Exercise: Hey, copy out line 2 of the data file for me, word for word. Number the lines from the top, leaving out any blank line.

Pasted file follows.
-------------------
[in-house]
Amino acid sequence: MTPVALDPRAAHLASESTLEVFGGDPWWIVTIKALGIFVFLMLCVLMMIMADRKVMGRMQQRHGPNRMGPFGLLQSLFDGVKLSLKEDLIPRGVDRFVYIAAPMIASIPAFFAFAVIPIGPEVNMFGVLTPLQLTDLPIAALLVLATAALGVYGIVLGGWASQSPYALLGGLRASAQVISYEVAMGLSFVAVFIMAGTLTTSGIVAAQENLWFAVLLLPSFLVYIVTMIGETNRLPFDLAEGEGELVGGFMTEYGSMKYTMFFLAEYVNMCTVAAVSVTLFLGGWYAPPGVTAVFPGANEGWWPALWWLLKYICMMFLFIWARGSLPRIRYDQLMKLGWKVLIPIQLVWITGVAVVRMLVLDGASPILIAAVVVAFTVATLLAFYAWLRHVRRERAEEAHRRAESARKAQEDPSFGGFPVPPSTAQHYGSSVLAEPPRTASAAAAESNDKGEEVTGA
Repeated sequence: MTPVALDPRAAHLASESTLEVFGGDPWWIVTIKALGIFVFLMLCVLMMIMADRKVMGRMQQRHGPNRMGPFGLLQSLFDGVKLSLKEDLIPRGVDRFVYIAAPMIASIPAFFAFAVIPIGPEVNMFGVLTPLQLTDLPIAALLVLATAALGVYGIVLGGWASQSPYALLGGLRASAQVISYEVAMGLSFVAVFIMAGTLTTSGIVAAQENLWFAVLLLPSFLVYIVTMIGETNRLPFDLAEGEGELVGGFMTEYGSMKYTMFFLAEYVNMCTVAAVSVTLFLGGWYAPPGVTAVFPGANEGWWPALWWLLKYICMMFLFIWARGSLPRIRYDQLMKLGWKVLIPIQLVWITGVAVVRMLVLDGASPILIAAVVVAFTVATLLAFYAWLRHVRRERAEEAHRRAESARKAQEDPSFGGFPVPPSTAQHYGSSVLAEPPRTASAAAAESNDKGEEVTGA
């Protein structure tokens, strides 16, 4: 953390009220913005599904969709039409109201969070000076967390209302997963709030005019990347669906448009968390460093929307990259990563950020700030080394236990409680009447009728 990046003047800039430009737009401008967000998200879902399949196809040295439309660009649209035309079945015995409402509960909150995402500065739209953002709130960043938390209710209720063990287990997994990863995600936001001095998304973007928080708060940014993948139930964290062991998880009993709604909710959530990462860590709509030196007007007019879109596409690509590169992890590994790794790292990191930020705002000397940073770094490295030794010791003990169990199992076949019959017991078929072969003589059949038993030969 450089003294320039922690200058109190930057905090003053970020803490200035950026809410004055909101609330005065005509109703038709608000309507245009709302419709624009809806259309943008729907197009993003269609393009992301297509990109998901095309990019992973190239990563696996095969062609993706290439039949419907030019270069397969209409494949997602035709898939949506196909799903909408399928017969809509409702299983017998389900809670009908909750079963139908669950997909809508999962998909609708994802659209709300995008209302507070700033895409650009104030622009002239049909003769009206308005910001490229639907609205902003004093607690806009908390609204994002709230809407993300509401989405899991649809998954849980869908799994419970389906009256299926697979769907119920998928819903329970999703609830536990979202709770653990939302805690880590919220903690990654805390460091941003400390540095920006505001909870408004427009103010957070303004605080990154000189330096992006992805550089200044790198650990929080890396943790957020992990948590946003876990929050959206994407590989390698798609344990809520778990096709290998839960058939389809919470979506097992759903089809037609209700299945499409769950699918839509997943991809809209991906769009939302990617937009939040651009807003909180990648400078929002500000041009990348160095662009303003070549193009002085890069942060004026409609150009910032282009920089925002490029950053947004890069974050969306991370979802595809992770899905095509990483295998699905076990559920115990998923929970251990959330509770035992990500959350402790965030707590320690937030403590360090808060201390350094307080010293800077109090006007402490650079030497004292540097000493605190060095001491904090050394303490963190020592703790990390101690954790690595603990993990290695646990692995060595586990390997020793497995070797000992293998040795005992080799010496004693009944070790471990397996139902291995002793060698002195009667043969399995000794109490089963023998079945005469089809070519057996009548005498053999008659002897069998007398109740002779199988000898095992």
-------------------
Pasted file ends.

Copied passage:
Amino acid sequence: MTPVALDPRAAHLASESTLEVFGGDPWWIVTIKALGIFVFLMLCVLMMIMADRKVMGRMQQRHGPNRMGPFGLLQSLFDGVKLSLKEDLIPRGVDRFVYIAAPMIASIPAFFAFAVIPIGPEVNMFGVLTPLQLTDLPIAALLVLATAALGVYGIVLGGWASQSPYALLGGLRASAQVISYEVAMGLSFVAVFIMAGTLTTSGIVAAQENLWFAVLLLPSFLVYIVTMIGETNRLPFDLAEGEGELVGGFMTEYGSMKYTMFFLAEYVNMCTVAAVSVTLFLGGWYAPPGVTAVFPGANEGWWPALWWLLKYICMMFLFIWARGSLPRIRYDQLMKLGWKVLIPIQLVWITGVAVVRMLVLDGASPILIAAVVVAFTVATLLAFYAWLRHVRRERAEEAHRRAESARKAQEDPSFGGFPVPPSTAQHYGSSVLAEPPRTASAAAAESNDKGEEVTGA